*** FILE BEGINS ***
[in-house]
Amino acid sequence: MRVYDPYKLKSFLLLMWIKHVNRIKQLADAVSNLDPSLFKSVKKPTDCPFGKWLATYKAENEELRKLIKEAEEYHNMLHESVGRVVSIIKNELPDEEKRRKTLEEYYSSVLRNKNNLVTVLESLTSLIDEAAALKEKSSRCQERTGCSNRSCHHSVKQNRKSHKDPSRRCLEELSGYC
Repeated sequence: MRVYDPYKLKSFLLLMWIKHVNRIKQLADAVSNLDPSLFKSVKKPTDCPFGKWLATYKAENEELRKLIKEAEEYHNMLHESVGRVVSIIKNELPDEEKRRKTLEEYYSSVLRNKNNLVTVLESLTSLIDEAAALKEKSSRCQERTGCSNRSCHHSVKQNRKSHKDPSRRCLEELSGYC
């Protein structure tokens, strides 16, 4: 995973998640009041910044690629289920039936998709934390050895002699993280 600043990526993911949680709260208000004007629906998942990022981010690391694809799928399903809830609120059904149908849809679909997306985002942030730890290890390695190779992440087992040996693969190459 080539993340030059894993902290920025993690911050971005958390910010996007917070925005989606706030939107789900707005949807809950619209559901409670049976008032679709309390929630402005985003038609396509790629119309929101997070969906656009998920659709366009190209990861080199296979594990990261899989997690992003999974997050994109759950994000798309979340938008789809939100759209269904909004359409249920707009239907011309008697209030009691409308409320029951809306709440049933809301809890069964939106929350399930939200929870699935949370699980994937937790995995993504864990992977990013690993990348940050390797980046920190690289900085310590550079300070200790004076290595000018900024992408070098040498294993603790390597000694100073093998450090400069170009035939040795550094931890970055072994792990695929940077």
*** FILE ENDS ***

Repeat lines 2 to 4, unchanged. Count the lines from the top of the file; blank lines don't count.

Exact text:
Amino acid sequence: MRVYDPYKLKSFLLLMWIKHVNRIKQLADAVSNLDPSLFKSVKKPTDCPFGKWLATYKAENEELRKLIKEAEEYHNMLHESVGRVVSIIKNELPDEEKRRKTLEEYYSSVLRNKNNLVTVLESLTSLIDEAAALKEKSSRCQERTGCSNRSCHHSVKQNRKSHKDPSRRCLEELSGYC
Repeated sequence: MRVYDPYKLKSFLLLMWIKHVNRIKQLADAVSNLDPSLFKSVKKPTDCPFGKWLATYKAENEELRKLIKEAEEYHNMLHESVGRVVSIIKNELPDEEKRRKTLEEYYSSVLRNKNNLVTVLESLTSLIDEAAALKEKSSRCQERTGCSNRSCHHSVKQNRKSHKDPSRRCLEELSGYC
């Protein structure tokens, strides 16, 4: 995973998640009041910044690629289920039936998709934390050895002699993280 600043990526993911949680709260208000004007629906998942990022981010690391694809799928399903809830609120059904149908849809679909997306985002942030730890290890390695190779992440087992040996693969190459 080539993340030059894993902290920025993690911050971005958390910010996007917070925005989606706030939107789900707005949807809950619209559901409670049976008032679709309390929630402005985003038609396509790629119309929101997070969906656009998920659709366009190209990861080199296979594990990261899989997690992003999974997050994109759950994000798309979340938008789809939100759209269904909004359409249920707009239907011309008697209030009691409308409320029951809306709440049933809301809890069964939106929350399930939200929870699935949370699980994937937790995995993504864990992977990013690993990348940050390797980046920190690289900085310590550079300070200790004076290595000018900024992408070098040498294993603790390597000694100073093998450090400069170009035939040795550094931890970055072994792990695929940077």